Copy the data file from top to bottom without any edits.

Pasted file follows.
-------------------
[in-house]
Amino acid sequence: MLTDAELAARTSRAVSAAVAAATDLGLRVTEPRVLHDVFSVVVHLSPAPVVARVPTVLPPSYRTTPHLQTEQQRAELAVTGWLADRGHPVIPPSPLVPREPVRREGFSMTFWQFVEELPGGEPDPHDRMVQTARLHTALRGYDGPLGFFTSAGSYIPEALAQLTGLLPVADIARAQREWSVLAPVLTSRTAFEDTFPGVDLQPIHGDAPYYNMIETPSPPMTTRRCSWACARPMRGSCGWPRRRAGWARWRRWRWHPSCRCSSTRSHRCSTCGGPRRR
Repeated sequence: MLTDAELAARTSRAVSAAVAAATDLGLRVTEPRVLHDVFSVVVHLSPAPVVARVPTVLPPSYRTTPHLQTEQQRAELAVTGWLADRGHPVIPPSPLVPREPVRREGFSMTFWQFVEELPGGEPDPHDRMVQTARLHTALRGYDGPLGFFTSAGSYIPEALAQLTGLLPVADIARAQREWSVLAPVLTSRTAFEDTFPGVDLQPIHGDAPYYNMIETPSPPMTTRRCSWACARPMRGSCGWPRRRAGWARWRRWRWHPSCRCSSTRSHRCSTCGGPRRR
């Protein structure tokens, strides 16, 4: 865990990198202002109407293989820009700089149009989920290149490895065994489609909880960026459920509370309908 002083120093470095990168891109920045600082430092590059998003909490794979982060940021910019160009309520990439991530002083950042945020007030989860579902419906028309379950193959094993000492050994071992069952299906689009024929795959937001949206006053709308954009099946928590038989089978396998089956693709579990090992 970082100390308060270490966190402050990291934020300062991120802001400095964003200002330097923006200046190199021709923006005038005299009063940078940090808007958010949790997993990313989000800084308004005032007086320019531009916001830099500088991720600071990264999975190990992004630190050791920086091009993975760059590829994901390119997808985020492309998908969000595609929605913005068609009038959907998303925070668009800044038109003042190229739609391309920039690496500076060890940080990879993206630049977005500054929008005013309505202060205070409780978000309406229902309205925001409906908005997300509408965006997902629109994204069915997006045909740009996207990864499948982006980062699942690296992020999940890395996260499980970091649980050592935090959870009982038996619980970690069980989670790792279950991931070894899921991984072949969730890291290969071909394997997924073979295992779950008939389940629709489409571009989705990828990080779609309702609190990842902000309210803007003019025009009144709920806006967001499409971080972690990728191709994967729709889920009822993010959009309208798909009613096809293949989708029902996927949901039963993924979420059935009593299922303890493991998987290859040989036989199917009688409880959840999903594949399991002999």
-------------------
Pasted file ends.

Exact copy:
[in-house]
Amino acid sequence: MLTDAELAARTSRAVSAAVAAATDLGLRVTEPRVLHDVFSVVVHLSPAPVVARVPTVLPPSYRTTPHLQTEQQRAELAVTGWLADRGHPVIPPSPLVPREPVRREGFSMTFWQFVEELPGGEPDPHDRMVQTARLHTALRGYDGPLGFFTSAGSYIPEALAQLTGLLPVADIARAQREWSVLAPVLTSRTAFEDTFPGVDLQPIHGDAPYYNMIETPSPPMTTRRCSWACARPMRGSCGWPRRRAGWARWRRWRWHPSCRCSSTRSHRCSTCGGPRRR
Repeated sequence: MLTDAELAARTSRAVSAAVAAATDLGLRVTEPRVLHDVFSVVVHLSPAPVVARVPTVLPPSYRTTPHLQTEQQRAELAVTGWLADRGHPVIPPSPLVPREPVRREGFSMTFWQFVEELPGGEPDPHDRMVQTARLHTALRGYDGPLGFFTSAGSYIPEALAQLTGLLPVADIARAQREWSVLAPVLTSRTAFEDTFPGVDLQPIHGDAPYYNMIETPSPPMTTRRCSWACARPMRGSCGWPRRRAGWARWRRWRWHPSCRCSSTRSHRCSTCGGPRRR
């Protein structure tokens, strides 16, 4: 865990990198202002109407293989820009700089149009989920290149490895065994489609909880960026459920509370309908 002083120093470095990168891109920045600082430092590059998003909490794979982060940021910019160009309520990439991530002083950042945020007030989860579902419906028309379950193959094993000492050994071992069952299906689009024929795959937001949206006053709308954009099946928590038989089978396998089956693709579990090992 970082100390308060270490966190402050990291934020300062991120802001400095964003200002330097923006200046190199021709923006005038005299009063940078940090808007958010949790997993990313989000800084308004005032007086320019531009916001830099500088991720600071990264999975190990992004630190050791920086091009993975760059590829994901390119997808985020492309998908969000595609929605913005068609009038959907998303925070668009800044038109003042190229739609391309920039690496500076060890940080990879993206630049977005500054929008005013309505202060205070409780978000309406229902309205925001409906908005997300509408965006997902629109994204069915997006045909740009996207990864499948982006980062699942690296992020999940890395996260499980970091649980050592935090959870009982038996619980970690069980989670790792279950991931070894899921991984072949969730890291290969071909394997997924073979295992779950008939389940629709489409571009989705990828990080779609309702609190990842902000309210803007003019025009009144709920806006967001499409971080972690990728191709994967729709889920009822993010959009309208798909009613096809293949989708029902996927949901039963993924979420059935009593299922303890493991998987290859040989036989199917009688409880959840999903594949399991002999």